About a month ago, bestselling author Elizabeth Berg received this letter from Vanessa Shaw in Phoenix, Arizona. It’s not just an example of a great message from a reader to an author; it’s a powerful testament to fiction’s ability to touch our lives. We couldn’t resist sharing it–please forward it to anyone in your life who loves to read!
May 5, 2011
I live in Phoenix. I am 33 and have been married for 10 years in November. My husband, Gary, and I have five young children: Owen, Annabelle, Miles, Margaret, and Charlotte (8, 7, 5, 4, 3, respectively). We are Catholic (did you guess?) and for the past few years, we have all given up television for Lent. This year, I also decided to read. In the period of about 40 days, I read over half of your books, some in one sitting, some in two days, one I downloaded to listen to.
I am moved by your writing. I have taken away a special kind of wisdom from each story, from each character. We are going through a difficult time now as my husband battles some kind of illness that is not diagnosed yet, despite our visits to Barrow Neurological Institute. Going to Mayo Clinic this month is giving us new hope, though.
I share about his issue so that you will know of your impact on how I am dealing with it. My learned or natural way of being would be to become distant and robotic in taking on the caregiver role with him. I would distance myself out of protection, out of a desire to survive this challenge emotionally and to still take care of my children’s needs and my own. But after I read your words, in various books, I was able to shift my way of being to really treasure every moment–a goal I am constantly renewing within myself–but now it’s less of a conscious renewal and more natural.
When I read your words, I feel like you’re speaking for me, like I’m the one dealing with the issue at hand, like I’m the one who is hurting or healing or finding her way. It’s like being able to live life surrogately (which is definitely not a word!), having all of the benefits of living another’s life yet still getting to live in my own world. Then I can apply what I learn from you and your characters’ lives to my own life–and it’s lasting, too. It’s not a new wave of false hope or something I could ever forget about or lose interest in.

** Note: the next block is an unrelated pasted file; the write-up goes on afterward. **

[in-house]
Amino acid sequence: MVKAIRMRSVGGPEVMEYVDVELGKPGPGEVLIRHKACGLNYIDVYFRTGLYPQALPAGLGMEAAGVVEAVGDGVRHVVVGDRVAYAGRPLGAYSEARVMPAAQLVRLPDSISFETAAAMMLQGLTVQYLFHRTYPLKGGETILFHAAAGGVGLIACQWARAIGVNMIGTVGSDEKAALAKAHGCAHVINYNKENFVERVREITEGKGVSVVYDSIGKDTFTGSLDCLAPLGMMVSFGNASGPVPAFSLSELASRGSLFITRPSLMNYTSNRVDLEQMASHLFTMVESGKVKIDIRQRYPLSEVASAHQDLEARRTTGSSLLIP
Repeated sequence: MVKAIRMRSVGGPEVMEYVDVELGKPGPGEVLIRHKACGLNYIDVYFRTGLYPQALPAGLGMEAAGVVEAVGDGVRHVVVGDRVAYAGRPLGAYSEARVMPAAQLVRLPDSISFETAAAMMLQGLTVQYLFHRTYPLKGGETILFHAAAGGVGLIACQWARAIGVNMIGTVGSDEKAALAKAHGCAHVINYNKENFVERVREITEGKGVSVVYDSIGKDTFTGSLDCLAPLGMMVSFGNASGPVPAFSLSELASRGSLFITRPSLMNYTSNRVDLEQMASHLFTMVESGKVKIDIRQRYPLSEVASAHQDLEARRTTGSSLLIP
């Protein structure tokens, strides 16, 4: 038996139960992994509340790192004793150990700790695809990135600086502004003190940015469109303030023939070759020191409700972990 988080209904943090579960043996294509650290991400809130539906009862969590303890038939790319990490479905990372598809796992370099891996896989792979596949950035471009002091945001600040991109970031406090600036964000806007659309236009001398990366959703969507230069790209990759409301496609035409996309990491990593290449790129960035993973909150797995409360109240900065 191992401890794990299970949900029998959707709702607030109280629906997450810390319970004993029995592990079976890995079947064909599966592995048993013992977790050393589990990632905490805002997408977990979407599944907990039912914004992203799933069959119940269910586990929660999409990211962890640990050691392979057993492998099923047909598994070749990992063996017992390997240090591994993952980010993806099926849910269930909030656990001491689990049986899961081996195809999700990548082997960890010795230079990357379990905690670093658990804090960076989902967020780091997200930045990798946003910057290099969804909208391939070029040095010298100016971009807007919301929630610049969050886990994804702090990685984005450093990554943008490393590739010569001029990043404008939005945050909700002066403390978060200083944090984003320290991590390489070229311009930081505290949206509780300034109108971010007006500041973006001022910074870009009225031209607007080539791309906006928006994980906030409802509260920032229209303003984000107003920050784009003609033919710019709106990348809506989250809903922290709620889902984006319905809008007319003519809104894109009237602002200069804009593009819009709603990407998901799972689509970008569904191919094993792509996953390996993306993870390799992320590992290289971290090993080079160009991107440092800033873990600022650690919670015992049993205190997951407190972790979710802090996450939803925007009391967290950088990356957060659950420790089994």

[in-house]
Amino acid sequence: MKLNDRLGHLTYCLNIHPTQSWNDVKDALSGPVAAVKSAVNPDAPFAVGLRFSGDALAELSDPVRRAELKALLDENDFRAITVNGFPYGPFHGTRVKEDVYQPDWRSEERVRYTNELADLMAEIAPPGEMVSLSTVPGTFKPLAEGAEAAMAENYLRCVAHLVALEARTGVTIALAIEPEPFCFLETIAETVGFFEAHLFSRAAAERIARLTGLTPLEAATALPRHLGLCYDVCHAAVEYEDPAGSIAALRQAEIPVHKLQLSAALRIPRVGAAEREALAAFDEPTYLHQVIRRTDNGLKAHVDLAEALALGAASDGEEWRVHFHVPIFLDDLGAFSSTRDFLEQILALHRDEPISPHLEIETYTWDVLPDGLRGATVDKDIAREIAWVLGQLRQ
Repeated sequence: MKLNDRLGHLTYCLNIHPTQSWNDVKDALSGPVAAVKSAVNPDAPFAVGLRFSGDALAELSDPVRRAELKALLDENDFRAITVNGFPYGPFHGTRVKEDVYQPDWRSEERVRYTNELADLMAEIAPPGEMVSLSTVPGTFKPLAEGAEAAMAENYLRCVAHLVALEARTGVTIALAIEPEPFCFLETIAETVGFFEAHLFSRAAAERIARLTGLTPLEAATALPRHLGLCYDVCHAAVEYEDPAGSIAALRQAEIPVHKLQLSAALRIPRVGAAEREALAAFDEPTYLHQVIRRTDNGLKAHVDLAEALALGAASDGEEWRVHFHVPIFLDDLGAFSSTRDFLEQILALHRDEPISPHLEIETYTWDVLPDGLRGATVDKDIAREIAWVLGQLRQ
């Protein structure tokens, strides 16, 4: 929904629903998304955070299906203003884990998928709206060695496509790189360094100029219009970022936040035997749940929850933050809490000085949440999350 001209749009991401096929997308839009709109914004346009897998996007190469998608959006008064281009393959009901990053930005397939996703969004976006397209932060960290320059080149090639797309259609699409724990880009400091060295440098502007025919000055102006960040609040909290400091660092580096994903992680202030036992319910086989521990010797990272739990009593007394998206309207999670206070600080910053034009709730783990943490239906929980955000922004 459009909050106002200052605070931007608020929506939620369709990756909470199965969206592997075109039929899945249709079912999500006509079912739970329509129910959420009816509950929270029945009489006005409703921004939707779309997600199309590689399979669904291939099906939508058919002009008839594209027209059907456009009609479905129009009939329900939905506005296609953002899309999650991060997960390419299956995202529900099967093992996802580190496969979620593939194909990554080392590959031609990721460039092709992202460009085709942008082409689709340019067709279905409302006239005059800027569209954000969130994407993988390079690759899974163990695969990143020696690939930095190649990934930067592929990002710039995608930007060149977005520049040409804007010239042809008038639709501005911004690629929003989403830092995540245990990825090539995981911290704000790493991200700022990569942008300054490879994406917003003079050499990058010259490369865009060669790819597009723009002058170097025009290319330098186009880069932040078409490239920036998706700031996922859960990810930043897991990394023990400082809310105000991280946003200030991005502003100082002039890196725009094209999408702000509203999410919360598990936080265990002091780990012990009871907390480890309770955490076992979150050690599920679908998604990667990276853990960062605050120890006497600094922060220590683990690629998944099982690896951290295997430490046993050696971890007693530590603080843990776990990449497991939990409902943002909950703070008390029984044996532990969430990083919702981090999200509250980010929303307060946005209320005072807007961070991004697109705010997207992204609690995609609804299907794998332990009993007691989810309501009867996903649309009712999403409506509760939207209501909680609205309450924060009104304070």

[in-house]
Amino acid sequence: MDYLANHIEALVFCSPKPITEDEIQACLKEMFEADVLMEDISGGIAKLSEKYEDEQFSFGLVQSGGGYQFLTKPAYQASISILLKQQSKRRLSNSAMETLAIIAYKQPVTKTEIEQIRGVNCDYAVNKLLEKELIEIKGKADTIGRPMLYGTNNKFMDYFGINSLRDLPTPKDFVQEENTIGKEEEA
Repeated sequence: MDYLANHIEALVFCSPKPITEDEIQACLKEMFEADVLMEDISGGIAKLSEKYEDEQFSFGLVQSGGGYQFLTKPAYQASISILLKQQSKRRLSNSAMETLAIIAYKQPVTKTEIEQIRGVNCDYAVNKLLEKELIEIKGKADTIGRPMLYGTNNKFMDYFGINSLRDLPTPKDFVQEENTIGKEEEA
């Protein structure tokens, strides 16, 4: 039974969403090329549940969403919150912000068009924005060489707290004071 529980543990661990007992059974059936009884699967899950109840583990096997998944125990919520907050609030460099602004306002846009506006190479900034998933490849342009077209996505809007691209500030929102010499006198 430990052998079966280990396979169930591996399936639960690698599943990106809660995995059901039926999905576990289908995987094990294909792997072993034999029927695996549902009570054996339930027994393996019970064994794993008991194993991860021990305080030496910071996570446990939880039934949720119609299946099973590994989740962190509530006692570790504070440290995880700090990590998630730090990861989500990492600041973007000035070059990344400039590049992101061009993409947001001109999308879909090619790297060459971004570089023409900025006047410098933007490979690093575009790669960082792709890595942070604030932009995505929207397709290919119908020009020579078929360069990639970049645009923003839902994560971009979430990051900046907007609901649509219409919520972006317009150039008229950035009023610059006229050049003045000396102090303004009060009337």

The way that your characters experience life, especially their ability to push themselves through their depression and pain, has taught me so much. It’s like I needed to be shown an example. I know all women deal with the things I deal with in my head. I know they do, but another thing about me is that I don’t open up very easily. People I “know” seem to want to believe what they want to believe about me and my life, based on our blessings, our appearance, or whatever, so it’s not often that when I do share, that they even HEAR what I’m saying about depression, eating issues, body image disorder, daily struggles of being an educated, accomplished women who stays home to serve her family, marriage, etc. I’ve really given up on people; I don’t trust anyone fully.
If I had the types of real friendships that many of your characters either had, have or develop, then I would likely have many of the same types of conversations. I’d bare my soul and tell the real truth about how I struggle. I do see the benefit of taking risks and trying to build the friendships I have from high school, from college, and even some new moms at my kids’ school. Funny to say “risk” and “friendships” in relation to each other, but for me, it really is a risk. I’d be risking my precious time; I could be with my kids or Gary instead of them. I’d be risking so much just by saying the truth and not knowing for sure if they would really get me or take it our of context, or gossip or judge. It makes me anxious to think it. But I now believe it is possible to have at least one real friend besides my husband.
Thank you for taking the time to write your books. Thank you for using your life experience and your imagination to share stories that have made a marked difference in my life.
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